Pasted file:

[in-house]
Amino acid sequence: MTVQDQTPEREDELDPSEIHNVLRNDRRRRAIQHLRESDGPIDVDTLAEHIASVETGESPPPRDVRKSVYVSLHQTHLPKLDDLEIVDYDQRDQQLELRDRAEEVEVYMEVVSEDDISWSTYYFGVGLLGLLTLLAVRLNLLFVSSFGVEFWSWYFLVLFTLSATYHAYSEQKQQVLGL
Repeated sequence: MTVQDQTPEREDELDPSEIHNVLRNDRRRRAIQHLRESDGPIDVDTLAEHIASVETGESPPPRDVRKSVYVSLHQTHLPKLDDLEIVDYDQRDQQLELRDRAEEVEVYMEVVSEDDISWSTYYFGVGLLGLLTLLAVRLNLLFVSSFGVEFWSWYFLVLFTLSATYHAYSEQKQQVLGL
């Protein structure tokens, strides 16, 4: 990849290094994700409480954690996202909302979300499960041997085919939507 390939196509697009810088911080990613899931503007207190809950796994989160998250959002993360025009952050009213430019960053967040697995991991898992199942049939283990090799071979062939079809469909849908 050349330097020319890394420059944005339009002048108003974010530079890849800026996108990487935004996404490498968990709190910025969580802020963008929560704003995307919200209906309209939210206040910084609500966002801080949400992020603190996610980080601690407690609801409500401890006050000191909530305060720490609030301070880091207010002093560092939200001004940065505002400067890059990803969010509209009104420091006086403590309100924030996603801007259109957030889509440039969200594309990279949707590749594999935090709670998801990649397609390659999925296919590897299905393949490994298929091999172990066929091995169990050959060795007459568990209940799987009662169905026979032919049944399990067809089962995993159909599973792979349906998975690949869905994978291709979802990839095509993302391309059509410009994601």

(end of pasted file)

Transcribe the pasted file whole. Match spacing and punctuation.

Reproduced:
[in-house]
Amino acid sequence: MTVQDQTPEREDELDPSEIHNVLRNDRRRRAIQHLRESDGPIDVDTLAEHIASVETGESPPPRDVRKSVYVSLHQTHLPKLDDLEIVDYDQRDQQLELRDRAEEVEVYMEVVSEDDISWSTYYFGVGLLGLLTLLAVRLNLLFVSSFGVEFWSWYFLVLFTLSATYHAYSEQKQQVLGL
Repeated sequence: MTVQDQTPEREDELDPSEIHNVLRNDRRRRAIQHLRESDGPIDVDTLAEHIASVETGESPPPRDVRKSVYVSLHQTHLPKLDDLEIVDYDQRDQQLELRDRAEEVEVYMEVVSEDDISWSTYYFGVGLLGLLTLLAVRLNLLFVSSFGVEFWSWYFLVLFTLSATYHAYSEQKQQVLGL
């Protein structure tokens, strides 16, 4: 990849290094994700409480954690996202909302979300499960041997085919939507 390939196509697009810088911080990613899931503007207190809950796994989160998250959002993360025009952050009213430019960053967040697995991991898992199942049939283990090799071979062939079809469909849908 050349330097020319890394420059944005339009002048108003974010530079890849800026996108990487935004996404490498968990709190910025969580802020963008929560704003995307919200209906309209939210206040910084609500966002801080949400992020603190996610980080601690407690609801409500401890006050000191909530305060720490609030301070880091207010002093560092939200001004940065505002400067890059990803969010509209009104420091006086403590309100924030996603801007259109957030889509440039969200594309990279949707590749594999935090709670998801990649397609390659999925296919590897299905393949490994298929091999172990066929091995169990050959060795007459568990209940799987009662169905026979032919049944399990067809089962995993159909599973792979349906998975690949869905994978291709979802990839095509993302391309059509410009994601």